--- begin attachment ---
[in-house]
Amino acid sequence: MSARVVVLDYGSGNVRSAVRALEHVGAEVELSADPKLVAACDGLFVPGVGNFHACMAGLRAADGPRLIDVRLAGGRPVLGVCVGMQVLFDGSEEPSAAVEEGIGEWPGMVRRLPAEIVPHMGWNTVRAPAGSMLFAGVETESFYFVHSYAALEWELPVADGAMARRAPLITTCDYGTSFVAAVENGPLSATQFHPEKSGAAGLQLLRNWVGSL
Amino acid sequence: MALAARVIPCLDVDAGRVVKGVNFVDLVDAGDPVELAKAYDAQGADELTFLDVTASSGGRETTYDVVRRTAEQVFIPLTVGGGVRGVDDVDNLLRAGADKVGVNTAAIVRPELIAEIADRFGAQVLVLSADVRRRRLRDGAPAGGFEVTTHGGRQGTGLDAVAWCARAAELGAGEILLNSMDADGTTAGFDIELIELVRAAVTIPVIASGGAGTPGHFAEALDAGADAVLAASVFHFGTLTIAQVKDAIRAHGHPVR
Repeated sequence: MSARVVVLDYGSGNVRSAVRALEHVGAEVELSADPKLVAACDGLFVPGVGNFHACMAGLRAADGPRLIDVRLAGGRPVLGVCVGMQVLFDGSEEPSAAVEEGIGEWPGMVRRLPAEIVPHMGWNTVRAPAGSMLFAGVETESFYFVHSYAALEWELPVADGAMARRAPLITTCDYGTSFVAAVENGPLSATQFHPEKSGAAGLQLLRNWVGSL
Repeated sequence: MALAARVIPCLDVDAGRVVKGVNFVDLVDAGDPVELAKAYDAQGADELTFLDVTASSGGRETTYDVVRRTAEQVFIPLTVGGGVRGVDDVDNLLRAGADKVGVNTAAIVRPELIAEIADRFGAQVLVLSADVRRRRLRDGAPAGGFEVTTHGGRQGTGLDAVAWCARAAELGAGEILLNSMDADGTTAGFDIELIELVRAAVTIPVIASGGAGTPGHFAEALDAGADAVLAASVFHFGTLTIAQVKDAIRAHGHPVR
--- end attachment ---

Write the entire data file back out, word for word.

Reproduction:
[in-house]
Amino acid sequence: MSARVVVLDYGSGNVRSAVRALEHVGAEVELSADPKLVAACDGLFVPGVGNFHACMAGLRAADGPRLIDVRLAGGRPVLGVCVGMQVLFDGSEEPSAAVEEGIGEWPGMVRRLPAEIVPHMGWNTVRAPAGSMLFAGVETESFYFVHSYAALEWELPVADGAMARRAPLITTCDYGTSFVAAVENGPLSATQFHPEKSGAAGLQLLRNWVGSL
Amino acid sequence: MALAARVIPCLDVDAGRVVKGVNFVDLVDAGDPVELAKAYDAQGADELTFLDVTASSGGRETTYDVVRRTAEQVFIPLTVGGGVRGVDDVDNLLRAGADKVGVNTAAIVRPELIAEIADRFGAQVLVLSADVRRRRLRDGAPAGGFEVTTHGGRQGTGLDAVAWCARAAELGAGEILLNSMDADGTTAGFDIELIELVRAAVTIPVIASGGAGTPGHFAEALDAGADAVLAASVFHFGTLTIAQVKDAIRAHGHPVR
Repeated sequence: MSARVVVLDYGSGNVRSAVRALEHVGAEVELSADPKLVAACDGLFVPGVGNFHACMAGLRAADGPRLIDVRLAGGRPVLGVCVGMQVLFDGSEEPSAAVEEGIGEWPGMVRRLPAEIVPHMGWNTVRAPAGSMLFAGVETESFYFVHSYAALEWELPVADGAMARRAPLITTCDYGTSFVAAVENGPLSATQFHPEKSGAAGLQLLRNWVGSL
Repeated sequence: MALAARVIPCLDVDAGRVVKGVNFVDLVDAGDPVELAKAYDAQGADELTFLDVTASSGGRETTYDVVRRTAEQVFIPLTVGGGVRGVDDVDNLLRAGADKVGVNTAAIVRPELIAEIADRFGAQVLVLSADVRRRRLRDGAPAGGFEVTTHGGRQGTGLDAVAWCARAAELGAGEILLNSMDADGTTAGFDIELIELVRAAVTIPVIASGGAGTPGHFAEALDAGADAVLAASVFHFGTLTIAQVKDAIRAHGHPVR